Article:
Sermons (Page 98)

Sermons (Page 98) Copyright 2015 Augsburg Fortress. All rights reserved. Reprinted by permission under Augsburg Fortress Liturgies Annual License #20716.

Twenty-first Sunday after Pentecost

The ancient Greeks used to tell a story about an even more ancient society of Phrygia, in modern day Turkey, and a king who ruled there. This king had an insatiable desire for one thing, riches, and more specifically gold. I’m guessing that most of you have heard of this king. His name was King Midas. I know this story is probably not new, but humor me for a minute as I retell the story, trying to shed new light on this old tale. This King Midas, according to one version of the story by the Roman poet Ovid, had found favor with the god Bacchus, god of vineyards and wine. And it was Bacchus who offered the King a single wish. This is the ultimate party game question right? If you had one wish what would it be? Oh and you can’t wish for more wishes, that defeats the point. But seriously, you have one wish. What do you wish for?

Feast of St. Francis of Assisi

This is fun today! Isn’t it great having some pets in worship today? I love the sounds of both pets and children in this space. When I think about my childhood I can’t help but remember the many animals I had growing up. And I’m not the only child with pets, in fact it’s estimated that 4 in 10 children begin life in a family with a pet, and as many as 90% of children live with a pet at some point during their childhood. Yet, by the looks of it here, it’s not just children who love having pets — we adults really enjoy our non-human friends too. We all have reasons why we love pets, or perhaps why we don’t really like pets or why pets don’t like us. Regardless, today’s scripture readings give us three views on animals…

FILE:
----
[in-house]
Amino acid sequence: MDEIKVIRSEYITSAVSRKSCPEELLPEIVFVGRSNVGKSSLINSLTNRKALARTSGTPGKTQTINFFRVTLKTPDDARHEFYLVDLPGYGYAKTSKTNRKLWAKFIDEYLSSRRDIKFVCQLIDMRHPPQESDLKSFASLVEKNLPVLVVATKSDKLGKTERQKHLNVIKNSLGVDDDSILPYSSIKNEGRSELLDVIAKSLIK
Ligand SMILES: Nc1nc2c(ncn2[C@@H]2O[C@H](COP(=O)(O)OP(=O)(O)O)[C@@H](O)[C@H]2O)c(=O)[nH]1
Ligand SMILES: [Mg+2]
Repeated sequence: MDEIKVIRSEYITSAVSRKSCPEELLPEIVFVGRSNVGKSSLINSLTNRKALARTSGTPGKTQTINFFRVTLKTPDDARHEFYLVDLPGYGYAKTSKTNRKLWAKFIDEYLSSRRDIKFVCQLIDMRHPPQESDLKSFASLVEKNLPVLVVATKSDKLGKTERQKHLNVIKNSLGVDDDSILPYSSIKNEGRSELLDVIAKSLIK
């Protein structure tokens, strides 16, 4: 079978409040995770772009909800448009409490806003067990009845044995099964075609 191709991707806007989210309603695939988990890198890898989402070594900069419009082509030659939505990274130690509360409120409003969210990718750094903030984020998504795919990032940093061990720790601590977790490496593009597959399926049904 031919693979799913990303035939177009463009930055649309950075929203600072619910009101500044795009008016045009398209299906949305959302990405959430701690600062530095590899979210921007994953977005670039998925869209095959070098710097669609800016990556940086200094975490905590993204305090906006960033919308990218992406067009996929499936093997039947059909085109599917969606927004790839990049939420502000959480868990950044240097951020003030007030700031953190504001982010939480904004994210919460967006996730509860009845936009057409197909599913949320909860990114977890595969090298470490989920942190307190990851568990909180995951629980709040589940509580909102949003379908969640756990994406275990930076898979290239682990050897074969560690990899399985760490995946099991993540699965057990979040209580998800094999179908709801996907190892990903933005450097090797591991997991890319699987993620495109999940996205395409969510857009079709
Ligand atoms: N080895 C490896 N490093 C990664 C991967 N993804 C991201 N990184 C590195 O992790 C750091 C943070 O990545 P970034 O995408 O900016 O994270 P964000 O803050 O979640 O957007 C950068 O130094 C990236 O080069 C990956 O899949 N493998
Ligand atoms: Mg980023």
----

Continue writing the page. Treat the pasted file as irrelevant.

Feast of Michael and All Angels

If you’ve ever been to a planetarium or stared at the sky in a dark place, then you’ve probably noticed the stars. Just imagine right now that you’re looking at a star. A star is a sphere of plasma held together by gravity that gives off light– how cool is that? Of course, our closest star is the sun, but let’s focus on a distant one. That star is likely to have its own solar system of planets around it. That star could be low-mass or high-mass. That light you see could also be from a dead star – after all, the light it emitted could still be traveling to us for thousands of light years away long after it collapsed…